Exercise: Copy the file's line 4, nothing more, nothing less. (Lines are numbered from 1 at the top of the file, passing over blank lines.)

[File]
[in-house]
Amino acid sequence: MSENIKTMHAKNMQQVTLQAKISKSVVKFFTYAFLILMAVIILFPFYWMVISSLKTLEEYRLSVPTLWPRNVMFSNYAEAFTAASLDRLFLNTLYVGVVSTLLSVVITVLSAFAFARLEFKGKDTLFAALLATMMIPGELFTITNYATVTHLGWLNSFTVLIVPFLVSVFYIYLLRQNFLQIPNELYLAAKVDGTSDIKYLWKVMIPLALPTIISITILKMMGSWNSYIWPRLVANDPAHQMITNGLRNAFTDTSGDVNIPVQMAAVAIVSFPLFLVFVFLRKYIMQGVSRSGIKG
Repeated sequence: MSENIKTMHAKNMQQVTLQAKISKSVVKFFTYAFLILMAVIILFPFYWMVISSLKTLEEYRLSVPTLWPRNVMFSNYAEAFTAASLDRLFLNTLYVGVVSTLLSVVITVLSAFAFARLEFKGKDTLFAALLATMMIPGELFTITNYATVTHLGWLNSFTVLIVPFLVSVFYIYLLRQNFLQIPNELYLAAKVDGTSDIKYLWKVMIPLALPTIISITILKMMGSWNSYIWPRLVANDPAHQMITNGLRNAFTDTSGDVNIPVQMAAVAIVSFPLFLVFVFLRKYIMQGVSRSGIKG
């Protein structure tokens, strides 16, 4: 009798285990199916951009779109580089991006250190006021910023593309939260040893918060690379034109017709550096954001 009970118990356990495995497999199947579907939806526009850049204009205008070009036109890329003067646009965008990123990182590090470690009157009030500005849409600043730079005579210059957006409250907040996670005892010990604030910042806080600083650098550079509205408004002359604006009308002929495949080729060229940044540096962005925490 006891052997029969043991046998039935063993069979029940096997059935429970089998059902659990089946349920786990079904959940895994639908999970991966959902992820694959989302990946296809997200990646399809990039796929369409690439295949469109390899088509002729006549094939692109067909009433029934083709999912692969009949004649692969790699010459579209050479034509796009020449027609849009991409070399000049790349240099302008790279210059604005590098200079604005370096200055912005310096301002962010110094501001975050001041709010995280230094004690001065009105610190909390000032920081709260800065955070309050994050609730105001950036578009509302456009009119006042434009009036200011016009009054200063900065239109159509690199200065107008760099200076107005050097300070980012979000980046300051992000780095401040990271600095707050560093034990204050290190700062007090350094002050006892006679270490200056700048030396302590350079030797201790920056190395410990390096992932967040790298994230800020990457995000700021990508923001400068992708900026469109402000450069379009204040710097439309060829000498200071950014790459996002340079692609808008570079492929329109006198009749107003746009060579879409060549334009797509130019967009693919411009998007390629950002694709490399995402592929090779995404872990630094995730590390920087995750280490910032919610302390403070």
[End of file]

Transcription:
């Protein structure tokens, strides 16, 4: 009798285990199916951009779109580089991006250190006021910023593309939260040893918060690379034109017709550096954001 009970118990356990495995497999199947579907939806526009850049204009205008070009036109890329003067646009965008990123990182590090470690009157009030500005849409600043730079005579210059957006409250907040996670005892010990604030910042806080600083650098550079509205408004002359604006009308002929495949080729060229940044540096962005925490 006891052997029969043991046998039935063993069979029940096997059935429970089998059902659990089946349920786990079904959940895994639908999970991966959902992820694959989302990946296809997200990646399809990039796929369409690439295949469109390899088509002729006549094939692109067909009433029934083709999912692969009949004649692969790699010459579209050479034509796009020449027609849009991409070399000049790349240099302008790279210059604005590098200079604005370096200055912005310096301002962010110094501001975050001041709010995280230094004690001065009105610190909390000032920081709260800065955070309050994050609730105001950036578009509302456009009119006042434009009036200011016009009054200063900065239109159509690199200065107008760099200076107005050097300070980012979000980046300051992000780095401040990271600095707050560093034990204050290190700062007090350094002050006892006679270490200056700048030396302590350079030797201790920056190395410990390096992932967040790298994230800020990457995000700021990508923001400068992708900026469109402000450069379009204040710097439309060829000498200071950014790459996002340079692609808008570079492929329109006198009749107003746009060579879409060549334009797509130019967009693919411009998007390629950002694709490399995402592929090779995404872990630094995730590390920087995750280490910032919610302390403070």